Here are three takeaways from Real Salt Lake’s 2-0 loss to the Seattle Sounders.
1. Goodbye, Nick Rimando
Nick Rimando’s career is over.
Let that sink in, Real Salt Lake and Major League Soccer fans. Rimando, who will likely go down as the greatest goalkeeper in the history of the league in any era, will never play another professional soccer game after Wednesday.
And even in his final game, he showed why he’s earned all the accolades he’s earned in his 20-year career. He made seven saves against the Sounders, which was a season high. At 40 years old, he’s still making saves like this. It’s unreal.
Rimando ends his career as the all-time leader in saves, shutouts, games played and shots faced. And in his 20th season, he did it with a torn rotator cuff, he revealed after the game. Again, that’s unreal.
This postseason as been an interesting one for Rimando. RSL celebrated his career on the team’s final home game, as did the fans. And he knew that with every advancement the team made in the playoffs, it would delay his retirement for another week, another game.
It was strange for Rimando to go through that, he said earlier this week.
“The unknown of not knowing whether if you’re going to ever step on that pitch again or be in that locker room is always going to be there until we lose,” Rimando said. “Or until we win. So just going with the flow.”
But now that the flow has stopped, Rimando plans to take some time with his kids and fix his ailing body, he said. And as far as what he will do on his first official day of retirement, he provided that answer in the video below.
2. A successful season, but questions loom
RSL by all accounts had a good season. Third in the Western Conference, home playoff game, more points and wins than last year. All are good reasons for fans to be happy and excited for what’s to come in the near future.
But at the same time, there are some deep problems the organization has to address, and it has to do with finding people for permanent positions.
RSL parted ways with former general manager Craig Waibel and fired former coach Mike Petke all within a few weeks from each other. And with all that going on recently, it’s easy to forget that the academy team also let go of its coach earlier in the season. So obviously, the organization has some moves to make in order to get things back on track from a front office perspective.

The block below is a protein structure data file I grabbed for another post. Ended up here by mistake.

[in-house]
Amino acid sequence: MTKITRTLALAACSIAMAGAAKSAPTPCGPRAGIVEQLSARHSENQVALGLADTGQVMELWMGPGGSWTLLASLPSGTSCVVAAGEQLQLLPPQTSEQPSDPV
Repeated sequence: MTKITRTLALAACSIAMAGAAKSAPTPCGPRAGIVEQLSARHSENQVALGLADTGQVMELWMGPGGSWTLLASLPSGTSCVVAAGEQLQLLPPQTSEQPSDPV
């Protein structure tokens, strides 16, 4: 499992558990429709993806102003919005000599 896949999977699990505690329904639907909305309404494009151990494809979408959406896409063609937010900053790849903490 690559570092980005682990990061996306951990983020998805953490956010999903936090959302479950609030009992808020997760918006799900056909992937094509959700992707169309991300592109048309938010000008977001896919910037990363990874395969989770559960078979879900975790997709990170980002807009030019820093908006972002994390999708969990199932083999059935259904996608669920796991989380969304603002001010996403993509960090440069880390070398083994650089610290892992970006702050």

Will they keep Freddy Juarez and make him head coach? Will there be a brand new general manager from the outside, or will Elliot Fall have his interim title removed? If there is a new GM, will he bring in all his or her guys?
These questions — and more, most likely — will have to be addressed before the start of the 2019 season. But there’s plenty of time for that because what’s next is ...
3. A longer offseason
The end of the 2019 MLS season reminds me of something Tony Beltran said way before the season started. When asked about the new MLS schedule, he mentioned that it might be bad that players are basically not playing any meaningful soccer for close to five months.
It’s possible — even likely — that players are more excited about this. More offseason means more time to recover, hone skills, etc.
But is five months too long? Will it possibly make it more difficult for players to get in shape once training camp starts in February? Will it even matter.
It’s strange not to have MLS soccer for that long. But from an RSL perspective, it will be interesting to see how ready this team will be for the start of a 2020 season will likely come with some varied expectations due to Rimando’s retirement and the fact that the younger players will be a year older and wiser.